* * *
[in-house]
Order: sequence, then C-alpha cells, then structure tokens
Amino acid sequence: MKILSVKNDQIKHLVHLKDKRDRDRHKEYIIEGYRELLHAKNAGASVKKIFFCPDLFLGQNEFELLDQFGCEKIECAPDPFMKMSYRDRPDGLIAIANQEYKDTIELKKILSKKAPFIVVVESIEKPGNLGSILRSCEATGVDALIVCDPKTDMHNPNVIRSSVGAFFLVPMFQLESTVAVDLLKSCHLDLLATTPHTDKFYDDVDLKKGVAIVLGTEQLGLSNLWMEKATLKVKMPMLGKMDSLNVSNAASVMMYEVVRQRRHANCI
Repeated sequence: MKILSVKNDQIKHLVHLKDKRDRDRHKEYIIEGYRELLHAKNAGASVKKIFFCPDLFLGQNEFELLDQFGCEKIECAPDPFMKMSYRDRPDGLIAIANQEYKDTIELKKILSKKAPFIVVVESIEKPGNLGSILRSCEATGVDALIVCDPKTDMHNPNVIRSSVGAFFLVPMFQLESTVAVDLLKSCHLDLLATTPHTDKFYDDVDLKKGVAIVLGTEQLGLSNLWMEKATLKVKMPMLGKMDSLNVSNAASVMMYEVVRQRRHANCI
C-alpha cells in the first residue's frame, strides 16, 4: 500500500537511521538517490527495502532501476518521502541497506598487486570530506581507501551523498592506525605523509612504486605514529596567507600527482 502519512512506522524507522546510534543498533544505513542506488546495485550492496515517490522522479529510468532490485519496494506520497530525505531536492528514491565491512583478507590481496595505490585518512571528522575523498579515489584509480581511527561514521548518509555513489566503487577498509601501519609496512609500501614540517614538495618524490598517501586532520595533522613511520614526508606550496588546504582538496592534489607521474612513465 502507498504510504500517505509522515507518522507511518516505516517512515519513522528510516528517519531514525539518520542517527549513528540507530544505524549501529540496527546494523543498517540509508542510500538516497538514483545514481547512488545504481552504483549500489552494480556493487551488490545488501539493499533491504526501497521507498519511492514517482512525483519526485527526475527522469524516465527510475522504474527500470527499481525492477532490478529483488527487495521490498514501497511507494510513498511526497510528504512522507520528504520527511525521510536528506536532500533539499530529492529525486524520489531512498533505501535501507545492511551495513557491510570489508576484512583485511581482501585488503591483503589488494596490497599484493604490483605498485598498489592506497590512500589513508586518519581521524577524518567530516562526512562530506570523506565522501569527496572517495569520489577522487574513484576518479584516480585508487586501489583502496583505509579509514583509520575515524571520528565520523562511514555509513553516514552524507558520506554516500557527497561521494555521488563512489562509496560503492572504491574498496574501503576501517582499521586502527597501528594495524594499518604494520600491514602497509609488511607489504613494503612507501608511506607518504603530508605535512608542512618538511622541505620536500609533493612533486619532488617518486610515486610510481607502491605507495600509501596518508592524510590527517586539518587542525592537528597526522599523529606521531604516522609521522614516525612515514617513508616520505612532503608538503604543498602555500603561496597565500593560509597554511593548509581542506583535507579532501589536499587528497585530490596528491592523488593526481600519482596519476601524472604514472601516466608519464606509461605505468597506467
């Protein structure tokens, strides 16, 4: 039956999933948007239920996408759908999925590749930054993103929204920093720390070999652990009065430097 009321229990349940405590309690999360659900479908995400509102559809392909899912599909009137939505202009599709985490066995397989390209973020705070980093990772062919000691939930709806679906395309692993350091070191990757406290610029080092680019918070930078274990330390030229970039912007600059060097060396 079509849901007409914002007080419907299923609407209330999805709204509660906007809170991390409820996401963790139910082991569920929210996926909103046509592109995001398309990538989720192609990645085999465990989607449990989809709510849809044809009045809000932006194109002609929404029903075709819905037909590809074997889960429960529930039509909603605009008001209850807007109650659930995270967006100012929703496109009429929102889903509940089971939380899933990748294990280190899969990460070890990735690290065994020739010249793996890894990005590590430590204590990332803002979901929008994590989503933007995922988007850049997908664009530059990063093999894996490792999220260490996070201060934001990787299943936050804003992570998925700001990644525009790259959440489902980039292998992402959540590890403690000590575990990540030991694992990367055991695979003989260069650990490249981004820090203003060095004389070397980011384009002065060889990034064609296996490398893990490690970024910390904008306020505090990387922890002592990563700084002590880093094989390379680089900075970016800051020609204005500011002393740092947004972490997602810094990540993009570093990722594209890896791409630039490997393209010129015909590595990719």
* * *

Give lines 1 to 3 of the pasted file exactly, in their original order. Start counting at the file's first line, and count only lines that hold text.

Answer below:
[in-house]
Order: sequence, then C-alpha cells, then structure tokens
Amino acid sequence: MKILSVKNDQIKHLVHLKDKRDRDRHKEYIIEGYRELLHAKNAGASVKKIFFCPDLFLGQNEFELLDQFGCEKIECAPDPFMKMSYRDRPDGLIAIANQEYKDTIELKKILSKKAPFIVVVESIEKPGNLGSILRSCEATGVDALIVCDPKTDMHNPNVIRSSVGAFFLVPMFQLESTVAVDLLKSCHLDLLATTPHTDKFYDDVDLKKGVAIVLGTEQLGLSNLWMEKATLKVKMPMLGKMDSLNVSNAASVMMYEVVRQRRHANCI